How do you deal with an extroverted aggressive behaviour? That’s the question I asked myself on Saturday, December 7th, while I was sitting at a business launch at the Bayan Lepas International Airport, Penang, Malaysia. It was about 7 am and there was commotion at the entrance which was just a passenger talking loudly for no apparent reason. He then walked up to the seating area and ordered a latte for himself by explaining to the barista how to make his cup of tasteful Latte. I could observe the discomfort that the barista was going through. He picked up his latte and proceeded to have a phone conversation, using vulgar language in public, without any care for ladies present. Later in the plane, he was seated two seats to my back. I had a feeling that this 1.5-hour flight home would be interesting. The minute he sat down, he called one of the stewards and ordered him to prepare two sandwiches for his children who are at home. The steward complied. His sandwiches were delivered to him before we landed. He was very grateful and gracious about it. He then called the same steward again and requested two cans for beers during that early morning flight. I noticed that everyone he dealt with kind of gave in to his demands. He had a couple of friends on the same flight who from my observation were trying to avoid him for some good reasons. This loud-mouthed passenger is a classic attention getter. His over assertiveness came across as being aggressive. I kind of like the way he communicated – firm, precise and short. The point here is that in life we come across people of different attitudinal behaviour – extroverted or introverted. Some of us find it easier to deal with the introverts due to their passiveness. So when we come across these different types let us take a step back to understand them and learn to get along. There is always something we can learn from each other. So during these upcoming festive season be more understanding of each other. Wishing all a very Merry Christmas and welcome a Happy New Year 2014. Joy to the World.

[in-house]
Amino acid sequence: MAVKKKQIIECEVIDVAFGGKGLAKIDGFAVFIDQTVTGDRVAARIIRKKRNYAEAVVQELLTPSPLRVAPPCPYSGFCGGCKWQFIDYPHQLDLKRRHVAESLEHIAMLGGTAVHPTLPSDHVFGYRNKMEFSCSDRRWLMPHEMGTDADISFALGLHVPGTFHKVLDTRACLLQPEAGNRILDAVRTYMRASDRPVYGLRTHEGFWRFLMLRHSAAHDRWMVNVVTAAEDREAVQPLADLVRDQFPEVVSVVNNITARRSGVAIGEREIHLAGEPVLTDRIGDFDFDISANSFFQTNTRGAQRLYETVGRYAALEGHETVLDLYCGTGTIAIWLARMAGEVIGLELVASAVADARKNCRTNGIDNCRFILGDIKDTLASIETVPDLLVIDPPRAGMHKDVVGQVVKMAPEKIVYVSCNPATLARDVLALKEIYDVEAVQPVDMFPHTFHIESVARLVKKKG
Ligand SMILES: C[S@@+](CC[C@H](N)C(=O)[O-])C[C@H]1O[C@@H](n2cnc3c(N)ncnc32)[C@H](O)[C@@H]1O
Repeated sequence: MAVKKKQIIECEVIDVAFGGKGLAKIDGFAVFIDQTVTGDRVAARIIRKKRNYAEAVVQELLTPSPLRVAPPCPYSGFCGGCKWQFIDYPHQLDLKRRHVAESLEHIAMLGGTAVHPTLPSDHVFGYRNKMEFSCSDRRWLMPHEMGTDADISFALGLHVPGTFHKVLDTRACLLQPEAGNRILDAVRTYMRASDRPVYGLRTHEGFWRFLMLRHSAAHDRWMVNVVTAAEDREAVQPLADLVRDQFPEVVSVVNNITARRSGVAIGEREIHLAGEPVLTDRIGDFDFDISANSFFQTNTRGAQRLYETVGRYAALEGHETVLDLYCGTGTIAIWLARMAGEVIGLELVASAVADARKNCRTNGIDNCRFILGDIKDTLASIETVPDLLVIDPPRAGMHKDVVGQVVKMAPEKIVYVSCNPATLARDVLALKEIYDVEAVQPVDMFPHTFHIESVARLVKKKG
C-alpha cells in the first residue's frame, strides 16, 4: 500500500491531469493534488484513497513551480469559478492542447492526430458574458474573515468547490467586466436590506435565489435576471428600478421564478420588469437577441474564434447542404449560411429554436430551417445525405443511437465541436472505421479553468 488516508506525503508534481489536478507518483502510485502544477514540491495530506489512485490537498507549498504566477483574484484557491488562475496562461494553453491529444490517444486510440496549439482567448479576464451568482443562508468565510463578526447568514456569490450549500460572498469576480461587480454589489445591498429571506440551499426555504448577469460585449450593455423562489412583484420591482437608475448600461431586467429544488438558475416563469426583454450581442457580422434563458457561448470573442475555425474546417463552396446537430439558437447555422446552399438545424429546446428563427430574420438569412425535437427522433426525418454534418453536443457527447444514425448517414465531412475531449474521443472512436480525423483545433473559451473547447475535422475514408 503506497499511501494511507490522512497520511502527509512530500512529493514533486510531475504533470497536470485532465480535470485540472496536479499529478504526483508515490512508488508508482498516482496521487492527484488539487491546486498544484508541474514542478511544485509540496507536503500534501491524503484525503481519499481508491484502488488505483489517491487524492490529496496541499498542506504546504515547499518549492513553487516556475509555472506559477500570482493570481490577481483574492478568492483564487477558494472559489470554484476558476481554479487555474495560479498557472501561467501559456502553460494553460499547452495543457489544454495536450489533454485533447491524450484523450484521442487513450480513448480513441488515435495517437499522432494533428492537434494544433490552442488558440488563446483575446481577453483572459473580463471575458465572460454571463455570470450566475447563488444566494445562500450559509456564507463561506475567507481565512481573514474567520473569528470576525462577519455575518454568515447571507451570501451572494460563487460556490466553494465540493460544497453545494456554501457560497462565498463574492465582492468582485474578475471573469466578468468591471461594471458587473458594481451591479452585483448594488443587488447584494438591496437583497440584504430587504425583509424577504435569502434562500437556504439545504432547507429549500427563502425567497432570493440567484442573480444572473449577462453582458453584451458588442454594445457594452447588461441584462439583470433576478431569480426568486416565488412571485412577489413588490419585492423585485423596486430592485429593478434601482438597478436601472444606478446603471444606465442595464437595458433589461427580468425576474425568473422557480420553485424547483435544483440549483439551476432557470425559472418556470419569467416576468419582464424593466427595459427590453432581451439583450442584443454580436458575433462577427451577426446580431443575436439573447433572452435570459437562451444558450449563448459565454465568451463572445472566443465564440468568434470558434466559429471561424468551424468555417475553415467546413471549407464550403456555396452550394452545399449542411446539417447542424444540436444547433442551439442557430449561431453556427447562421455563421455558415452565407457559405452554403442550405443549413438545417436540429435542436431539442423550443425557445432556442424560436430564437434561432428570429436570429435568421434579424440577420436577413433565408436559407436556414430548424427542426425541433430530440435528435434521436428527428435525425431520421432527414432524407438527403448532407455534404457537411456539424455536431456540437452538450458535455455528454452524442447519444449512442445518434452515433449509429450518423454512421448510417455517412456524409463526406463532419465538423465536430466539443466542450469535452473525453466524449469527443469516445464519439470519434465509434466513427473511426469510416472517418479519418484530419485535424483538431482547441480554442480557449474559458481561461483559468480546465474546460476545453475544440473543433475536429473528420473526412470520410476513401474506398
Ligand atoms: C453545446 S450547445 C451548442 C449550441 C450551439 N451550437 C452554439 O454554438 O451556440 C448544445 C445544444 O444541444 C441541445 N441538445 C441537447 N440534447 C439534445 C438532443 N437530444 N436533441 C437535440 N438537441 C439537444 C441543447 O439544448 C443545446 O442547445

I recently participated in the international OD (=Organizational Development) – Summit 2013 of Assumption University in Bangkok. The summit was centered around SOAR, a framework which stands for Strengths, Opportunities, Aspirations, and Results. Although I had previous experience in using SOAR for strategy development, I used this opportunity to learn first hand from Dr. Jacqueline Stavros, Lawrence Technological University, Michigan, the original developer of the SOAR methodology. You may be very familiar with SWOT (Strengths, Weaknesses, Opportunities, and Threats) which is predominantly an analytical tool that is used in organizations all over the world. Although SWOT is a simple and widely accepted tool, there comes a certain danger with it. While doing the SWOT analysis, people often focus too much on the weaknesses and the threats leading to too much of a negative sentiment. SOAR, however, typically brings people in an uplifting mood. The SOAR framework is mainly applied for strategy development and for strategic planning. It is a strengths-based approach with appreciative inquiry (http://www.thecareguys.com/2009/12/05/developing-an-appreciative-eye/) at the heart of the process. SOAR creates widespread engagement throughout the organization. It enhances relationships, connects all stakeholders and aligns vision to action. Questions asked in the SOAR – process include: 1. What are our Strengths? What can we build on? 2. What are the Opportunities? What are our stakeholders asking for? 3. What do we Aspire to? What do we care deeply about? 4. What Results do we want? How will we know we are succeeding? SOAR is an inclusive approach. While in a traditional strategy development session often only members of the senior leadership team are involved, with SOAR all stakeholders are part of the process. Representatives from all hierarchical levels of the organization are participating along with other stakeholders like customers, suppliers and society. The result of the involvement of all stakeholders in the process are a shared vision and a shared strategy that have been co-created. Alignment across one’s organization is achieved. Getting people involved and making their voices heard creates enthusiasm and momentum in the organization. One of my favourite quotes comes from John Maxwell, the American leadership guru, who says: “Managers solve problems; leaders create momentum.” SOAR is a great approach to organizational change to create momentum, a key leadership challenge that, from my observation, leaders often struggle to master. I suggest that you give a try to SOAR in your next strategic development process. I myself will use SOAR with the NGO Raks Thai Foundation / CARE Thailand, to help them to develop their corporate strategy.